LET’S TALK FOR A MINUTE ABOUT PILLOWS. I’m vexed and perplexed by the widespread phenomenon of teenage girls carrying giant fluffy pillows onto airplanes. I’m uncertain when exactly this trend got started, but you see it everywhere.
Granted it’s a helpful idea, now that many carriers no longer dispense even tiny, non-fluffy pillows on all but the longest flights. In a window seat, putting a pillow between your body and the sidewall creates a comfy sleeping surface.
The trouble is, people like me are out of the club. Grown-up men can’t walk through airports with giant fluffy pillows unless we’re willing to get laughed at. I’ve seen thousands of girls carrying pillows, but I’m not sure that I’ve ever seen a man or boy carrying one. We’re stuck with those stupid inflatable neck brace things. The other night I watched a flight boarding for Barcelona. Like most midsummer flights to Europe, it was loaded with kids between ages 17 and 25. No fewer than 25 girls had brought oversized pillows from home. Total count for the guys: zero.
This isn’t right. To hell with dignity, it’s time to rise up and break the pillow barrier. Who will be first?
I’m thinking we should organize a march — a line of men strutting proudly through the concourse, giant pillows proudly in hand.
“We’re men, we’re strong, this is true,
Fluffy pillows aren’t just for you!
Downy soft, pastel blues,
Come on girls, let us snooze!”
Later, in the parking lot, we can toss a few of those neck braces into a bonfire.
I smell a gold here mine for airport merchants. Why not a pillow shop right there in the terminal? Unlike most of the high-end crap sold at airports (watches, jewelry, massage chairs), here would be something genuinely useful. Instead of lugging those pillows from home, the girls could pick one up gate-side for a few bucks. You’d have a choice of foam or feather, and a selection of cotton pillowcases to pick from. To entice the guys, cases could be emblazoned with sports team and beer logos.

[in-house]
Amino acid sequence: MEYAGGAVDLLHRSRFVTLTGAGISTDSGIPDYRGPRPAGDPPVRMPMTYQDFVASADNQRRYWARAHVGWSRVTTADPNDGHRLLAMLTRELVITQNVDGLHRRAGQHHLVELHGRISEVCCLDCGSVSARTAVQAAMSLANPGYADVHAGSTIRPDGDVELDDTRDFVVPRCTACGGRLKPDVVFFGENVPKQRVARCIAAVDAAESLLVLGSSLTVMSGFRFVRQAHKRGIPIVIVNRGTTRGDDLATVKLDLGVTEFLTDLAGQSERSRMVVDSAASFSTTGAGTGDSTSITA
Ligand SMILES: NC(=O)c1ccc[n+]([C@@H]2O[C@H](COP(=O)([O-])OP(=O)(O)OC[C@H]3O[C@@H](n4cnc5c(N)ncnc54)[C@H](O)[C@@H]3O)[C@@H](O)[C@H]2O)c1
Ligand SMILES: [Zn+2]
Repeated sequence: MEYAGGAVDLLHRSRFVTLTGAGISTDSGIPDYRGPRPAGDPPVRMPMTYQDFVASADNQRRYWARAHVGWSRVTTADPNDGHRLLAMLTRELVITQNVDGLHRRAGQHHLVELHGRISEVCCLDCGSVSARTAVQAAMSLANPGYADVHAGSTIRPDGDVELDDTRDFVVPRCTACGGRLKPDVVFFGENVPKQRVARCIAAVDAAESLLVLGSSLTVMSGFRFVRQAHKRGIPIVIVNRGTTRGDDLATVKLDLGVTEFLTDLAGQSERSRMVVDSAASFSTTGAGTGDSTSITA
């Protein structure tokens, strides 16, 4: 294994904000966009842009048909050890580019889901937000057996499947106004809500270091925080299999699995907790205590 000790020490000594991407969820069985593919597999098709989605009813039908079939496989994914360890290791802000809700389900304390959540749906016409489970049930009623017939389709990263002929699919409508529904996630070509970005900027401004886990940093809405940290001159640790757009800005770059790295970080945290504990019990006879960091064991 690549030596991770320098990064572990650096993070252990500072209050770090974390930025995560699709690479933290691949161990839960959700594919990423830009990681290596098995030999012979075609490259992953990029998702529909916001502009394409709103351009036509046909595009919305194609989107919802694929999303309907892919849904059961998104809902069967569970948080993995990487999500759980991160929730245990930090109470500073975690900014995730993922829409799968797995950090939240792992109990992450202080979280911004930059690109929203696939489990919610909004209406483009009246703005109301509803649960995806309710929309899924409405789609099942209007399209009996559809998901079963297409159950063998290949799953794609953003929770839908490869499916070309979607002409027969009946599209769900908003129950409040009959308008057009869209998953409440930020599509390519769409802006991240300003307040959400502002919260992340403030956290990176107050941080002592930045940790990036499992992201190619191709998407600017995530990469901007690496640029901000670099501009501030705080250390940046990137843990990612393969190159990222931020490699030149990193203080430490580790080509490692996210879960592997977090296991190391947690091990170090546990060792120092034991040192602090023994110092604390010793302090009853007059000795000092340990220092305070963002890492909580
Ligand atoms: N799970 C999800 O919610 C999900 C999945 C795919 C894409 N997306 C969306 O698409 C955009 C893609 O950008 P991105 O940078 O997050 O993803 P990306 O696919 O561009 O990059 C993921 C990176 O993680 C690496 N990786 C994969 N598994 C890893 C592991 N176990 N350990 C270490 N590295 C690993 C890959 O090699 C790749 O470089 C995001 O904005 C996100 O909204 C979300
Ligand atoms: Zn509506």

Passengers wouldn’t need take-along pillows, maybe, if airlines tried a little harder to make their seats more comfortable. There’s only so much you can do with an economy class chair, but as I’ve written in the past, some inexpensive tweaks would go a long way. The problem with economy isn’t a lack of legroom or even a lack of space, per se. The problem is the often gruesome ergonomics of the space that exists. There’s no lumbar support; arm-rests are at the wrong height, tray tables are the wrong size and shape, etc.
And headrests. Lots of planes feature headrests in economy nowadays. It’s a nice idea, but almost always the things are flimsy and poorly designed. The wedges don’t fit snugly enough around, and so your head simply rolls over them. They’re useless, basically. Instead of investing slightly more for a product that works well, airlines spend slightly less for something that doesn’t work at all. Not sure that I see the strategy there.
And here’s some advice: if you’re going to have pillows on your aircraft, they should be good pillows. On most Asian or European airlines, economy class riders get a comfortable pillow wrapped in attractive fabric. It’s neither a significant nor expensive item, but it’s a nice one that you can actually sleep against. On an American carrier, assuming there are pillows at all, they tend to be flimsy wedges of foam about the size of a slice of bread, with coverings that tear apart like tissue.